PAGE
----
Improving your sales negotiating effectiveness may be the answer to increasing sales, profits and your income. Although there are no “silver bullets” for negotiation success, there are predictable mistakes that sabotage negotiation success. Knowing these mistakes in advance and taking the action that top performing salespeople do to avoid them, can go a long way towards improving your sales negotiating effectiveness.
This article identifies the four most common sales negotiating mistakes and outlines several approaches for minimizing or eliminating their impact on the negotiation outcome.
1. Failure to plan.
People don’t plan to fail in a negotiation, but they often fail to plan. Many salespeople walk into a negotiation virtually blindfolded. They have only a vague idea of what they want and an even vaguer idea of what the other party wants or needs.
Solution: Know where you’re going and how you’re going to get there before you start. Before each negotiation:
- Schedule planning time.
- Identify for yourself, the buyer (or buyers), and the competition:
- Needs (must have)
- Wants (like to have)
- Currencies (things of value to the other party in the negotiation)
- Your best case proposal
- Options (listing alternative solutions that would be acceptable to both sides and what to do if no agreement is reached)
- Anticipate resistance, objections, and tactics.
- Identify internal obstacles and solutions.
- Visualize success.
2. Setting low aspiration levels.
Most salespeople take one of two approaches when setting their initial aspirations for a negotiation. Some salespeople lower their expectations in anticipation of buyer resistance. While others have unrealistically high expectations that aren’t defensible which often leads to large concessions or unnecessary lost sales.
Solution: You get what you expect, so expect what you deserve. Higher aspiration levels are generally a result of confidence and a great confidence builder is preparation. Good preparation can help salespeople discover a higher price that is realistic and defensible.
A good technique for increasing your aspiration level is to add five to ten percent to every proposal and then defend your price to someone (e.g., manager, another salesperson). If you can defend your price, you increase the chances of getting some, if not all, of the five to ten percent increase. If you can’t defend your price, you’ll need to do some more homework.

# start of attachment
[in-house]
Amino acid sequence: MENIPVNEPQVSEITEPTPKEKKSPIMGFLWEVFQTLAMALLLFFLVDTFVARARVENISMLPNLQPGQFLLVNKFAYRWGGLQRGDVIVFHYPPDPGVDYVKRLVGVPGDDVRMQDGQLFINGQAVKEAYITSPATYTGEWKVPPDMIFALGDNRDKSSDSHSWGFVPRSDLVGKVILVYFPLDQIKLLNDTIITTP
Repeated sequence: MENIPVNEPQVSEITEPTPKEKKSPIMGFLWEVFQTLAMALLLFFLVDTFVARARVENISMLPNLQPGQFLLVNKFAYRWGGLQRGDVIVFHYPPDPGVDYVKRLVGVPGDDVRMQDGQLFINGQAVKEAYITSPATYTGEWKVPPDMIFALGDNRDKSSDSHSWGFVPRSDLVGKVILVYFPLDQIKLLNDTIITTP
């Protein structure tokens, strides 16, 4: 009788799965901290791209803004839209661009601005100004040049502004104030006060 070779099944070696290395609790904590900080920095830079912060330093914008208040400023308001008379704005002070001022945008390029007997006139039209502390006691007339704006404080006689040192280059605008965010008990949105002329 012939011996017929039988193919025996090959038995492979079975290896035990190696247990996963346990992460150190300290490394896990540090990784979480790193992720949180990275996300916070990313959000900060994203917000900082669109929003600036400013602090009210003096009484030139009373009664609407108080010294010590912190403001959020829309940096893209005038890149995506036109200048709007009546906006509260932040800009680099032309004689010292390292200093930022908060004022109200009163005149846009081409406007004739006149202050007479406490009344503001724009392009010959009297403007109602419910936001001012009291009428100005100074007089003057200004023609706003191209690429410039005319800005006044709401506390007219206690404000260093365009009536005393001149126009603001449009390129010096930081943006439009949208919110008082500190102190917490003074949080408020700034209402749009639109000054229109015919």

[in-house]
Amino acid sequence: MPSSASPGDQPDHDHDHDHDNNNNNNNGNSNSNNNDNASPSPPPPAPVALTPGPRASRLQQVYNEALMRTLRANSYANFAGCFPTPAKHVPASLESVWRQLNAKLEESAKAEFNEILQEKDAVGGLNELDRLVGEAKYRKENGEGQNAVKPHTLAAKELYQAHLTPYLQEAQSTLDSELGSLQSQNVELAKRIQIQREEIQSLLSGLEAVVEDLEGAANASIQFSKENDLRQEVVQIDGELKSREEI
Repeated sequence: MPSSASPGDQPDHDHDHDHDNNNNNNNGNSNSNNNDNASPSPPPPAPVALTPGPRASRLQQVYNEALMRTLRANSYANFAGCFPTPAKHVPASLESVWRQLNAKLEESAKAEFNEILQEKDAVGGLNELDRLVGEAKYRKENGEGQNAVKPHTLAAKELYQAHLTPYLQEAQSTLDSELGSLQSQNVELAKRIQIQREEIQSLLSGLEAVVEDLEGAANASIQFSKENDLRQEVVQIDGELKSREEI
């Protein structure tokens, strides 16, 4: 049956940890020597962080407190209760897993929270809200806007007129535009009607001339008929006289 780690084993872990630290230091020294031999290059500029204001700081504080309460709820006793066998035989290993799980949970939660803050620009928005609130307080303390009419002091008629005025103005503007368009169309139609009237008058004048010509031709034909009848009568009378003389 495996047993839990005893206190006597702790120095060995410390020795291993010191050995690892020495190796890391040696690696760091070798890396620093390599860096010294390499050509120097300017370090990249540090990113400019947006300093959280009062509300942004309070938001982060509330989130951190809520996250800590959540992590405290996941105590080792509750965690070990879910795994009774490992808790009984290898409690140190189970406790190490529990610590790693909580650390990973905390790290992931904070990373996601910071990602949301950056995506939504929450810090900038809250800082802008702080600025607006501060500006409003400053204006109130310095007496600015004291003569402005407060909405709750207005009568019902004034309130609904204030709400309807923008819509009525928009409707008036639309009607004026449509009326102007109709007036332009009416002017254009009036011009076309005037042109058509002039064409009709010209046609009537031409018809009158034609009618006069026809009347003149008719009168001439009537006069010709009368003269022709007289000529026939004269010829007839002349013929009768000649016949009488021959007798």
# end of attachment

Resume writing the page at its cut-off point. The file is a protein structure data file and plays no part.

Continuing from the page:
Stating your highest but defensible price establishes the upper limits of your price, but gives you the flexibility to adjust it based on the buyer’s response and needs. Remember, it’s easier to negotiate down than to negotiate up.
3. Negotiating price before the value of the product is established.
Discussing price before you’ve established the value of your product greatly reduces the options available to create a win/win agreement. Talking price up-front usually results in a “single currency negotiation.” These negotiations are generally not in the salesperson best interest because the only thing to negotiate is price. The options facing salespeople in this situation is either meet the price demand or lose the sale.
Solution: Sell the value of your product before you negotiate price. Before you discuss price, review and gain agreement on the buyer’s needs and buying criteria. Simply say, “Before I discuss the price, I’d like to review my understanding of your needs. To begin with, you’re interested in X,Y and Z?” Be sure to get the buyer’s agreement on his/her needs before you move on to the presentation and price. This can even be accomplished if you don’t get an opportunity to discuss your proposal with the buyer by starting your proposal with a review of the clients needs, and then presenting your solutions to the needs.
4. Not being ready to walk-away.
If you feel you “need to make a deal at all costs,” that’s usually what you’ll do. Not being ready to walk away from a win/lose negotiation, is like surrendering unconditionally to the enemy. Your plight is left to the compassion of the buyer and most of the time, sets a bad precedent for future negotiation.
Solution Don’t negotiate if you’re not ready to walk away. Before you negotiate, establish your walk-away price. This is the price or set of terms and conditions that absolutely must be met in order for your needs to be met. If your needs aren’t met, it’s not a win/win negotiation.To give yourself confidence and prevent yourself from being painted in a no-win corner, have a viable option to a negotiated agreement. In your own mind, decide what’s your best alternative to making this deal. If you have a good alternative, (e.g., selling to another account, making up the lost revenue next week) it’s easier to walk away from a bad deal.
If you’ve tried a number of options and still feel the proposed solution will not work for you, simply agree to disagree. One possible ending is to say, “thanks, but I can’t make this work for us.” Then give your rationale and keep the door open for future negotiations, as well as last-minute concessions by the other party. Remember, when you walk, the pressure to make the deal falls back on the buyer. This pressure often leads to the buyer altering their demands and creating opportunities for a win/win solution.
Negotiating successfully takes time, preparation and discipline. Avoiding the four mistakes and properly implementing the solutions outlined will help you win more sales while increasing profits and your income.
For more information on negotiation skills and selling go to: philfarisassociates.com